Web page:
This is my non-golfed, readable and linear (quasi-linear?) in complexity take of the above problem. For completeness I include the description:
Two words are isomorphs if they have the same pattern of letter repetitions. For example, both ESTATE and DUELED have pattern abcdca
ESTATE DUELED abcdca
because letters 1 and 6 are the same, letters 3 and 5 are the same, and nothing further. This also means the words are related by a substitution cipher, here with the matching
E <-> D, S <-> U, T <-> E, A <-> L.
Write code that takes two words and checks whether they are isomorphs.
As always tests are included for easier understanding and modification.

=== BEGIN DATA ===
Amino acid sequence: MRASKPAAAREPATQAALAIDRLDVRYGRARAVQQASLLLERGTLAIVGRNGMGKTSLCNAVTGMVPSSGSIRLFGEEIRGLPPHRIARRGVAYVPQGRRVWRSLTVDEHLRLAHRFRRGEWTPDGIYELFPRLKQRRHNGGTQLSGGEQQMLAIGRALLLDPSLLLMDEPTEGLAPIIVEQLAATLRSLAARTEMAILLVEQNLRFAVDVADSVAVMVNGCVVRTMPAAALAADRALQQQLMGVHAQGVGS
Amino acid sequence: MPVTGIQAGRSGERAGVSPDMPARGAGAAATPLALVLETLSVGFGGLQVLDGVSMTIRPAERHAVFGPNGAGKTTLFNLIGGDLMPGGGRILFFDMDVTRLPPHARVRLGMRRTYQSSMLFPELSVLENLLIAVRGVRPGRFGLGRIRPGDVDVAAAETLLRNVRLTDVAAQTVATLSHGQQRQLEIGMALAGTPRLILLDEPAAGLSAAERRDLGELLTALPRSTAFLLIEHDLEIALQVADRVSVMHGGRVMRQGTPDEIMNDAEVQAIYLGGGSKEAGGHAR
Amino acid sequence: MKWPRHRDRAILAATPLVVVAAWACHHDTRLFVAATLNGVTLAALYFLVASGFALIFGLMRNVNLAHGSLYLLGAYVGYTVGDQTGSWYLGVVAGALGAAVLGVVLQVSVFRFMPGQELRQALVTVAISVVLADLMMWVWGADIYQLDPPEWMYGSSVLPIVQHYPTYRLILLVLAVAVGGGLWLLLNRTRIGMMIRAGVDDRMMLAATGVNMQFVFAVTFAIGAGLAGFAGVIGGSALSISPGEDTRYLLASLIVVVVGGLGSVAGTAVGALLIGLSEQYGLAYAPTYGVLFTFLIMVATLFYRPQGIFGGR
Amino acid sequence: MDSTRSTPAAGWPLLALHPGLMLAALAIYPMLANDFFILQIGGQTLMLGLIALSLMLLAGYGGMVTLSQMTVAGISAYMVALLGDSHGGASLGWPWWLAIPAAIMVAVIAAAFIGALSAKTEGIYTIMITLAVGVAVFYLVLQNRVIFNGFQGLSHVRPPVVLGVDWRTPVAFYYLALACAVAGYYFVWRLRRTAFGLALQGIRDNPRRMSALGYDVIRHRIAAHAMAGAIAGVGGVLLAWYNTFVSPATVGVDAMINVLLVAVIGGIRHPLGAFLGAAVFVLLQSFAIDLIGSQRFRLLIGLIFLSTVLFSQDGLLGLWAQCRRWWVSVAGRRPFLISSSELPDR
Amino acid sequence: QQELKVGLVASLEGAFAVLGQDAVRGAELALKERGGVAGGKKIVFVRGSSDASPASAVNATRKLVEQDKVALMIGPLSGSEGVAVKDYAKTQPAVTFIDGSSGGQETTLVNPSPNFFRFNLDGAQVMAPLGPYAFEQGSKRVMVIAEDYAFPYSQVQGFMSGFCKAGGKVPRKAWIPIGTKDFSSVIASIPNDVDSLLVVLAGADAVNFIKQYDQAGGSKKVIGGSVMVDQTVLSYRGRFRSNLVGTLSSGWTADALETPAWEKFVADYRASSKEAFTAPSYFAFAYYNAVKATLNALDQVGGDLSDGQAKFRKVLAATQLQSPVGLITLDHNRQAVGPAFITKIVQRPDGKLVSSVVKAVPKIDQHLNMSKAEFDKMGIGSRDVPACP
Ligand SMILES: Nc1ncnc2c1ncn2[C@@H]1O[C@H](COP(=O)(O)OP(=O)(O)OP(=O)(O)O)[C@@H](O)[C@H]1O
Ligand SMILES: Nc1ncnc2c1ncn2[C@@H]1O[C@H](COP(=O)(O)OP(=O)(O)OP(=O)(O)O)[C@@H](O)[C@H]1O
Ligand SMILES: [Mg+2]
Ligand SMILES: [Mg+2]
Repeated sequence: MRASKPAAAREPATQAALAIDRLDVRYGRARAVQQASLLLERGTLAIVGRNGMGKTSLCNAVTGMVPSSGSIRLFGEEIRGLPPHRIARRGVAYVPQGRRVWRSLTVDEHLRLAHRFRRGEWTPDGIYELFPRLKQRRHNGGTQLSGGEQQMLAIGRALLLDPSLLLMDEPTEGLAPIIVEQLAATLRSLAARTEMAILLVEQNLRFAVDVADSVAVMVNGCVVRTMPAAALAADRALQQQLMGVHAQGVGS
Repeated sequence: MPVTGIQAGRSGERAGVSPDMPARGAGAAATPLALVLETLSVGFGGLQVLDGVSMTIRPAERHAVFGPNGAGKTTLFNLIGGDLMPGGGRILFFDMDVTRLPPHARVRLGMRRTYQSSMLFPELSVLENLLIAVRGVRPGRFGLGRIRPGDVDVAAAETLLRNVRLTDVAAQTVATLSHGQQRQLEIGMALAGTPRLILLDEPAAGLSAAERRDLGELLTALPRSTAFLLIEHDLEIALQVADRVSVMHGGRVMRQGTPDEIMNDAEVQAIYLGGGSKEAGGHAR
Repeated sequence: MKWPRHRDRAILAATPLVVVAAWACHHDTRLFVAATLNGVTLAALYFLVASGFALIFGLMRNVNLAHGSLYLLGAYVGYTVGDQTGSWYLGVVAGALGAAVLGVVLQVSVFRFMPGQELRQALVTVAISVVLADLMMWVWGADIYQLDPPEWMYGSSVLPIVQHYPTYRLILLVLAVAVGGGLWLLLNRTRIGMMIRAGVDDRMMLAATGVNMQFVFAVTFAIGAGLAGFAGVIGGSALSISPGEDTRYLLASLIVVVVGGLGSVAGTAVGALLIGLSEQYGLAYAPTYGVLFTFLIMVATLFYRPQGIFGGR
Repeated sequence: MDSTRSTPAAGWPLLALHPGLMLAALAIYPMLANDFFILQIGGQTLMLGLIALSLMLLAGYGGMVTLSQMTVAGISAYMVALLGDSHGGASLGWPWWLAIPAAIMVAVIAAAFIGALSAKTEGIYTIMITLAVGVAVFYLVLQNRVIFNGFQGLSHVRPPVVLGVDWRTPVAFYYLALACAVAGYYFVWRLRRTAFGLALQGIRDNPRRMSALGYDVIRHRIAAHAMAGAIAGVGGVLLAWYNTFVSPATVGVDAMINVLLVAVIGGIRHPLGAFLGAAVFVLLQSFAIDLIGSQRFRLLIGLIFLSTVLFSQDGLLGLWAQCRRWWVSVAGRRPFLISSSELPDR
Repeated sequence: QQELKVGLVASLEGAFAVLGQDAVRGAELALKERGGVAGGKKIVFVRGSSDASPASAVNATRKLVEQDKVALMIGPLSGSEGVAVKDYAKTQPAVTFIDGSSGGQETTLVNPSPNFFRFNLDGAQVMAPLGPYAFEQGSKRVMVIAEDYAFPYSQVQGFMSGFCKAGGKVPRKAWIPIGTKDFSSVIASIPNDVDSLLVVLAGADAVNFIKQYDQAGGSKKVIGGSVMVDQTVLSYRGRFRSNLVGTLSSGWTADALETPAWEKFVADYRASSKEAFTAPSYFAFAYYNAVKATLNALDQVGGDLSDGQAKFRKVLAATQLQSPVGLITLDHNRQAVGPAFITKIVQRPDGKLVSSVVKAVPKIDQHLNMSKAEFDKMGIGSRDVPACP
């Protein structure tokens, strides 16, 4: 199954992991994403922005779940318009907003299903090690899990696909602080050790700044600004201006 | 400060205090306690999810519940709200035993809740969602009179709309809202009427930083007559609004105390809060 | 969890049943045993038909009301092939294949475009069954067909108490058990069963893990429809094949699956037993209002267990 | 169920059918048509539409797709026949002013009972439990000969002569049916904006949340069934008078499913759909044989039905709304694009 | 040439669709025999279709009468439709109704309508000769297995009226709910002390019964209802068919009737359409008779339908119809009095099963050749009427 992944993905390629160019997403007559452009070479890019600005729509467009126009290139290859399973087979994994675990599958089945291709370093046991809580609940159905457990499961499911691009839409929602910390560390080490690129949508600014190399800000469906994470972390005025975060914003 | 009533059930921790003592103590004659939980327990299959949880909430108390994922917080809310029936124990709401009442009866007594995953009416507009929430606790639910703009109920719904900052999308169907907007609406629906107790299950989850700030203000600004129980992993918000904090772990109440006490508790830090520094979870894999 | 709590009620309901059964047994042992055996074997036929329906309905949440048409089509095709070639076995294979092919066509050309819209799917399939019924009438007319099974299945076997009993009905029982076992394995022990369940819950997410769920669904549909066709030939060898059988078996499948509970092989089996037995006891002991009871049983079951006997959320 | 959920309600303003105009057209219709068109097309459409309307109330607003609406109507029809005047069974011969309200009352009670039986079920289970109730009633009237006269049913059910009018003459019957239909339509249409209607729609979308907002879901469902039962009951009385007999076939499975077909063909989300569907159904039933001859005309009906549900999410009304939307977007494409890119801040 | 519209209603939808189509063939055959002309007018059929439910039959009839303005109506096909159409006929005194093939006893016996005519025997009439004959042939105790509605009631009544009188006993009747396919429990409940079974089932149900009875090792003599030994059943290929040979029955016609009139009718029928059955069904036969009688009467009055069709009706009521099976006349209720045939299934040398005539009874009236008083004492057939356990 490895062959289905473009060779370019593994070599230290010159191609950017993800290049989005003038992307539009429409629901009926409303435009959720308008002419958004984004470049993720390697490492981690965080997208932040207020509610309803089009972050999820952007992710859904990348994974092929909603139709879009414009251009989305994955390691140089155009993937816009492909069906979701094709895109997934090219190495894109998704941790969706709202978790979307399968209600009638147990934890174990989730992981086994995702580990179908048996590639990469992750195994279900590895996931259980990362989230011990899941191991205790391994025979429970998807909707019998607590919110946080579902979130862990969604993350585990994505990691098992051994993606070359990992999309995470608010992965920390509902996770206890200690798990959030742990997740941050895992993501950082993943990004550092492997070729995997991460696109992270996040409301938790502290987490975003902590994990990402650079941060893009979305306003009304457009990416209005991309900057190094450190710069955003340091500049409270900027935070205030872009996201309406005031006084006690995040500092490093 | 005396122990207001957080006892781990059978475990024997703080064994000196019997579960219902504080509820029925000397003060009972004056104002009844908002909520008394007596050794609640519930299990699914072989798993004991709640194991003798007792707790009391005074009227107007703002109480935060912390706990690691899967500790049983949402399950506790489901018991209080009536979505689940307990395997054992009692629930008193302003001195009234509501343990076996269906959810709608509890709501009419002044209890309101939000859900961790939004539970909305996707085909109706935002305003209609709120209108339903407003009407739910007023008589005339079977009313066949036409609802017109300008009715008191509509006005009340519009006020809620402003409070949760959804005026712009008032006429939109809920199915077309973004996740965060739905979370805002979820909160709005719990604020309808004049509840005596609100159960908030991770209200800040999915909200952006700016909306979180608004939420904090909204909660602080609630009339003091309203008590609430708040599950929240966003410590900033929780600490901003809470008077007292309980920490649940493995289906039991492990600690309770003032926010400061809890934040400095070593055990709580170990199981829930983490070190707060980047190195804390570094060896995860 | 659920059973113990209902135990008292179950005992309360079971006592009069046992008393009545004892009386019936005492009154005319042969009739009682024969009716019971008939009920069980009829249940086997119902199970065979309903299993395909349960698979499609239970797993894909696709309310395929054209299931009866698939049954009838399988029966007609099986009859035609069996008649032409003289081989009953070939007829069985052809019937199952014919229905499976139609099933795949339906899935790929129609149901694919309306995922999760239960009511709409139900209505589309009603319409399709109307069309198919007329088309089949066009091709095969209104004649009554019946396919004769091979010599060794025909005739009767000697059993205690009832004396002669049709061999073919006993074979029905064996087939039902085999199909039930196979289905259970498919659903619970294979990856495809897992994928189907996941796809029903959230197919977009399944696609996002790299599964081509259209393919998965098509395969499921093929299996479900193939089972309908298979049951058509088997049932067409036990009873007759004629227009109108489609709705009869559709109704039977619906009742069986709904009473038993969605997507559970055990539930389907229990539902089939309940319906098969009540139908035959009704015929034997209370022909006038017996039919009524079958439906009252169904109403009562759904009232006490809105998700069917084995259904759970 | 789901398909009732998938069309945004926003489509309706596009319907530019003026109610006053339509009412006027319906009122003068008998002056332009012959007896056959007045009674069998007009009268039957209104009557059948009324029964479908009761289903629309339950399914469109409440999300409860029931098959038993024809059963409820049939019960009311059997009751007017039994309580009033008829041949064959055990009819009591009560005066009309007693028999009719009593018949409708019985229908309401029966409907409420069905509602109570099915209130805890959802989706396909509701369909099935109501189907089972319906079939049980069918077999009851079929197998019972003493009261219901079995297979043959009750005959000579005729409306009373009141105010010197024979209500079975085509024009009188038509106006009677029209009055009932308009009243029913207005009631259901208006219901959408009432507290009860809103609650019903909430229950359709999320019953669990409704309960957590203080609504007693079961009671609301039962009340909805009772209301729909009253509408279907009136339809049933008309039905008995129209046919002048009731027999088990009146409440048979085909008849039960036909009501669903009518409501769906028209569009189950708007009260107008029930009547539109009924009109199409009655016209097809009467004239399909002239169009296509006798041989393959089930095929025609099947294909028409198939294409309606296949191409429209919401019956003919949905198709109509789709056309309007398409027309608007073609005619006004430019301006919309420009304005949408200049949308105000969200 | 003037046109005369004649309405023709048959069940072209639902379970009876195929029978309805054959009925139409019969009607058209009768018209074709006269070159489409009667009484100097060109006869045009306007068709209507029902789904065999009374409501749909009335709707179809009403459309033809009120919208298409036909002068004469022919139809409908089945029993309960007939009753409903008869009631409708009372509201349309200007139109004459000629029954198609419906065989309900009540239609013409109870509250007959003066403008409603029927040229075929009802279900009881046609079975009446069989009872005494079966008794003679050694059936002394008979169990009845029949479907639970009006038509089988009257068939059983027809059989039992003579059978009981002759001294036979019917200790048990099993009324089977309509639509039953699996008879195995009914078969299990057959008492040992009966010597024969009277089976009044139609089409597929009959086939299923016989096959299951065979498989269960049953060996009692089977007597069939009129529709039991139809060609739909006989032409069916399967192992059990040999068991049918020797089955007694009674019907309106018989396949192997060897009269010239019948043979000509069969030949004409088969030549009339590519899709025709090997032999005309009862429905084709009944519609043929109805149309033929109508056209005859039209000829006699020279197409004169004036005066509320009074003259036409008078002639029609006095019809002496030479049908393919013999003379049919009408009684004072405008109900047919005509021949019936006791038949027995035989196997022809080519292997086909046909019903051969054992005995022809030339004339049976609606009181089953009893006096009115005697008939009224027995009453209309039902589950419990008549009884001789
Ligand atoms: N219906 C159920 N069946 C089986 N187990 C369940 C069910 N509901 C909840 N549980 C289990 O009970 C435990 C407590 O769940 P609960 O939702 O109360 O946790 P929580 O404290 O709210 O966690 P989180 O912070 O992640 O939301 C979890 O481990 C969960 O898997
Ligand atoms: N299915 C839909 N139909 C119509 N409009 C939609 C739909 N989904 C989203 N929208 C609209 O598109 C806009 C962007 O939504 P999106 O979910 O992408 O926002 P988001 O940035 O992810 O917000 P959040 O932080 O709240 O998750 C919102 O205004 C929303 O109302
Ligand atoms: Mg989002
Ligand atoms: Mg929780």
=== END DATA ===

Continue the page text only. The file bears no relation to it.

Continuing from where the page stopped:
def repetition_pattern(text): """ Same letters get same numbers, small numbers are used first. Note: two-digits or higher numbers may be used if the the text is too long. >>> repetition_pattern('estate') '012320' >>> repetition_pattern('dueled') '012320' >>> repetition_pattern('longer example') '012345647891004' # ^ ^ ^ 4 stands for 'e' because 'e' is at 4-th position. # ^^ Note the use of 10 after 9. """ for index, unique_letter in enumerate(sorted(set(text), key=text.index)): text = text.replace(unique_letter, str(index)) return text def are_isomorph(word_1, word_2): """ Have the words (or string of arbitrary characters) the same the same `repetition_pattern` of letter repetitions? All the words with all different letters are trivially isomorphs to each other. >>> are_isomorph('estate', 'dueled') True >>> are_isomorph('estate'*10**4, 'dueled'*10**4) True >>> are_isomorph('foo', 'bar') False """ return repetition_pattern(word_1) == repetition_pattern(word_2)